The ability to attain citizenship in a foreign country upon one's marriage to a loved one from that country.
The assumption that a child born to one married partner belongs to both partners. Also, the ability to adopt a child from the state, or to adopt a child from your partner's previous relationship.
Incontestable rights to property without a will in instances where one marriage partner dies. The ability to file taxes jointly, hold joint bank accounts, get joint credit, and to share a mortgage or sign a joint lease without hassle.
The right to a court hearing during divorce and/or child custody disputes.
The right to hospital visitations in case a partner gets ill, and the right to determine their care in case of incapacitation.
Assumed right to arrange and attend the burial of a loved one when they die. Social condolences over the loss of a loved one.
Ability after a spouse dies to receive their retirement, pension, veteran and other benefits as their widow or widower.
Ideally, these benefits would be equally available to gay and bisexual people. However, in most societies some or all benefits are withheld unless you are heterosexual. In many Westernised countries, this is slowly changing. In most Eastern, Middle Eastern, and African countries, there is no anticipation that the social benefits gap will close anytime soon.
The View of the Gay Community on Heterosexuality
Due to the factors above, gay and bisexual people refer sometimes to a cultural phenomenon known as 'heterosexual privilege'. This is considered by them to be no different from white privilege, male privilege, or any other privilege condoned for the social ruling class and withheld from a minority or underprivileged class. While some heterosexual people are conscious of this perception, others are not.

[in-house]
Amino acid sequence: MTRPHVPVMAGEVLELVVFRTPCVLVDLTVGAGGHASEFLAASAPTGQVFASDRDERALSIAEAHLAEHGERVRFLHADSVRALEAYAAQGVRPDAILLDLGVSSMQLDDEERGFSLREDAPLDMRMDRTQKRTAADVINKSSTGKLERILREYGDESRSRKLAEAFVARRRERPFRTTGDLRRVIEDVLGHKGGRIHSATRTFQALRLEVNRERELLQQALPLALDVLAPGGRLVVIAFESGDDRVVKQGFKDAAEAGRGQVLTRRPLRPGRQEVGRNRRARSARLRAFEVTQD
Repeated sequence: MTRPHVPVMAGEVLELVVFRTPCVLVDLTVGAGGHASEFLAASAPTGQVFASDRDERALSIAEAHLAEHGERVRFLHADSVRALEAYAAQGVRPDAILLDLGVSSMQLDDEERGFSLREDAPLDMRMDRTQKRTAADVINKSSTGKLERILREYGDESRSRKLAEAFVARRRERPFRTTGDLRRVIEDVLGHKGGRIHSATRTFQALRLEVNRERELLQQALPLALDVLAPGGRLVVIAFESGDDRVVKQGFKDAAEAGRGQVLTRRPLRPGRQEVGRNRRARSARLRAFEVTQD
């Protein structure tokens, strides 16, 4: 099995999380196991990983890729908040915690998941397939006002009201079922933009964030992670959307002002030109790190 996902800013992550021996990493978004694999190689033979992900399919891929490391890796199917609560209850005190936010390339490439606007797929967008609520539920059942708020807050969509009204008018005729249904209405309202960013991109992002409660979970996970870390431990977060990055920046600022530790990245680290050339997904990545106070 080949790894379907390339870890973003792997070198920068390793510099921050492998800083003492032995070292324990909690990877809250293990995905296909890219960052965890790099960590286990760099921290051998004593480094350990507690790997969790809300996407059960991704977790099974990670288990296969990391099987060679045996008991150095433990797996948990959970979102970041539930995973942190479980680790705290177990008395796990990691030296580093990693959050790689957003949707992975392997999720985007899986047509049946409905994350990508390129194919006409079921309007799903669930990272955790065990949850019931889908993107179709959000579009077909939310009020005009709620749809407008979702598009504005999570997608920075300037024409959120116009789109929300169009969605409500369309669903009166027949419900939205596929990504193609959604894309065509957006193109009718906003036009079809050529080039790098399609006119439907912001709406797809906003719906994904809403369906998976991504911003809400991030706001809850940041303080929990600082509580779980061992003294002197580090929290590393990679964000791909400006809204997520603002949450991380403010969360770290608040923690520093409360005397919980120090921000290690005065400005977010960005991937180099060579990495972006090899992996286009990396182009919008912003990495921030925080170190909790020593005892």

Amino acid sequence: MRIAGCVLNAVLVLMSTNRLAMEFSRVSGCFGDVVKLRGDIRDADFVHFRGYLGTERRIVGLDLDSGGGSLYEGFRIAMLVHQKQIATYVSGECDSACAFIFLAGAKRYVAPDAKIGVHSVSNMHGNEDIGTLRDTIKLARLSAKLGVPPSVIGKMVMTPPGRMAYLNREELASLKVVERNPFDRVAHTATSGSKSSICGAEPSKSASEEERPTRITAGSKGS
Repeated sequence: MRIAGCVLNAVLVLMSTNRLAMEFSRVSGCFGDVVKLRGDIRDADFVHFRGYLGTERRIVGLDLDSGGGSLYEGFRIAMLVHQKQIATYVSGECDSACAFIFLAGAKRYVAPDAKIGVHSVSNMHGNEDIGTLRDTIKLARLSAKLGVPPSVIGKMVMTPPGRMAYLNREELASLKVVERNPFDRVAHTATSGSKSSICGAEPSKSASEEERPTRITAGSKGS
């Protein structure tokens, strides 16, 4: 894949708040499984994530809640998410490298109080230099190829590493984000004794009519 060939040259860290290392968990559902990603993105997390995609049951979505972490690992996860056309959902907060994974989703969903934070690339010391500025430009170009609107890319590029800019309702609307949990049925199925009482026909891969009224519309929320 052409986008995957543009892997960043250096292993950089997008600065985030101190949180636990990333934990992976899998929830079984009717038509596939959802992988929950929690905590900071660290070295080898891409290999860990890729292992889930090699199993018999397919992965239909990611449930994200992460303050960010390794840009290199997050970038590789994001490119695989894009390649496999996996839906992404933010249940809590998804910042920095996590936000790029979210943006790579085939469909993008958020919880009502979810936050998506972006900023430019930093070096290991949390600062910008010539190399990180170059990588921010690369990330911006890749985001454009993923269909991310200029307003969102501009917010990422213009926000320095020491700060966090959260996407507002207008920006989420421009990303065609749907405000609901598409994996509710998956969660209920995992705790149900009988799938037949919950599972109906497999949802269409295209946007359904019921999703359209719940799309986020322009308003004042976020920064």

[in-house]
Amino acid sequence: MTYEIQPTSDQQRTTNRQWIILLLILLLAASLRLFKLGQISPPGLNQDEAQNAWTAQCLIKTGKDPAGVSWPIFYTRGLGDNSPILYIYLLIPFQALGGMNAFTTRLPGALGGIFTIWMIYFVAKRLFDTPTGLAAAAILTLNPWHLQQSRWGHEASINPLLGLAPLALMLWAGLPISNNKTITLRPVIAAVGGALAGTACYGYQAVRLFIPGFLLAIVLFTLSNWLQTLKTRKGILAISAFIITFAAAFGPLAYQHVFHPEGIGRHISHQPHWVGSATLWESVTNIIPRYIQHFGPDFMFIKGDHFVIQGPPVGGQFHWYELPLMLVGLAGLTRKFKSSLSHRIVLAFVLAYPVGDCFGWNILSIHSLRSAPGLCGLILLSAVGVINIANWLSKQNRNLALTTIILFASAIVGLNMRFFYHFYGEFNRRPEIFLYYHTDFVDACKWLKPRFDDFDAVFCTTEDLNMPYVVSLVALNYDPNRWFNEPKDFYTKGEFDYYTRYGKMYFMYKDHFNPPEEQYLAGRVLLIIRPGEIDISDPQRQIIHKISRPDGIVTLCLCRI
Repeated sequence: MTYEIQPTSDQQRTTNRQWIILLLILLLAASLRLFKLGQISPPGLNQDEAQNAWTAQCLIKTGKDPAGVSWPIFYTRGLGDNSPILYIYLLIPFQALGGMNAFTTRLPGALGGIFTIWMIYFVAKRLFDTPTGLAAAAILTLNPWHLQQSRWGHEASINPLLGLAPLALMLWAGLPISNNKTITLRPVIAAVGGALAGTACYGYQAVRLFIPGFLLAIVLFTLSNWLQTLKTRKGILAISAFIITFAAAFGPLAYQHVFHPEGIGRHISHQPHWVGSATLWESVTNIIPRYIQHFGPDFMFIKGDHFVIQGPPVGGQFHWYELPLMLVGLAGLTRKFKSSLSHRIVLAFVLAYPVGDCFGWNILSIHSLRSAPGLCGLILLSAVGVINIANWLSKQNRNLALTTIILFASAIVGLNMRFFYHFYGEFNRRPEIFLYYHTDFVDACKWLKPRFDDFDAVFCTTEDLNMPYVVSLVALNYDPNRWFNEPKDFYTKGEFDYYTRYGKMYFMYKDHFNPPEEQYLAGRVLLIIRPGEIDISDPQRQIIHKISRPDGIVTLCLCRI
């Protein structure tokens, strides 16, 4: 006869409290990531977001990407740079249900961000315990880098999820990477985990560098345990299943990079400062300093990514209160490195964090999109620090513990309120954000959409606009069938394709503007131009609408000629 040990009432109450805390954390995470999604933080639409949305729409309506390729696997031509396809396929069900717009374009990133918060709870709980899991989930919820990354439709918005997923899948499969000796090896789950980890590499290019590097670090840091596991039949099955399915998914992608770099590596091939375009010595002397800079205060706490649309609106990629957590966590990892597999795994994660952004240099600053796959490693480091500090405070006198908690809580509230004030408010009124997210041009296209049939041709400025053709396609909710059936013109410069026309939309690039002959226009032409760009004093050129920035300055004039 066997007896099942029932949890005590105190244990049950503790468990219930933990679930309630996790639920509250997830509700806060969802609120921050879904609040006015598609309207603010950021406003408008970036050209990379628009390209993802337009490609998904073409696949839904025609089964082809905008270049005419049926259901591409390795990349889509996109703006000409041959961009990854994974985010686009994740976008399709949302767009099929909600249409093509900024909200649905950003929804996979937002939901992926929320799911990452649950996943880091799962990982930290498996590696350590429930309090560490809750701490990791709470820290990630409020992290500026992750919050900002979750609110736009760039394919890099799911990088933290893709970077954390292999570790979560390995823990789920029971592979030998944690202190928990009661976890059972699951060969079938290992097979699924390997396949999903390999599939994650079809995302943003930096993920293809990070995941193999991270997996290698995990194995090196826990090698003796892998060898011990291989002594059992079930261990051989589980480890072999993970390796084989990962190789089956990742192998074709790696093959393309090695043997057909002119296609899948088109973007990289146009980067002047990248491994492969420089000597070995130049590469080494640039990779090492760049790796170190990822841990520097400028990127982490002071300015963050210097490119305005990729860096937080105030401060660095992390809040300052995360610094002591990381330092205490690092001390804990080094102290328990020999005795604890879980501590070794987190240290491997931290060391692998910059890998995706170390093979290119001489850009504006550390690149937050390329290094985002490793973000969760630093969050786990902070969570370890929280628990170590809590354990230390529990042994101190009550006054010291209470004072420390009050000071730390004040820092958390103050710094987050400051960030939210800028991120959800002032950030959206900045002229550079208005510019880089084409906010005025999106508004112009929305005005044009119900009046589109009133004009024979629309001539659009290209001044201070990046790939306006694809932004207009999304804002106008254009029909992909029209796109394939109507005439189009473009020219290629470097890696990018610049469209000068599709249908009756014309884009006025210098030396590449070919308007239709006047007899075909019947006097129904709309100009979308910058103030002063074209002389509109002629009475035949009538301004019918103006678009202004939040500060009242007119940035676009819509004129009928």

Stereotypes for heterosexual people vary from culture to culture. Views held within the gay community, for instance, are often widely different from the views held in mainstream society. While some heterosexual people view themselves and their relationships as more stable and romantic, more manly (for men) or feminine (for women), and more mainstream or acceptable, members of the gay community sometimes counter by viewing heterosexual people as selfish, prejudiced, unfeeling, socially ignorant, overly-sexed, and egotistical.
Of course, stereotypes should never be used to classify an entire group of people with similar traits. Stereotypes on straight people often rely on ancient history when gay rights did not exist at all, and are not particularly valid today. While people out there probably exist who exemplify the most insulting and most flattering stereotypes, it is assured you that they are a tiny minority. The reality is that people are inherently individual, and sexual orientation does nothing to void this fact.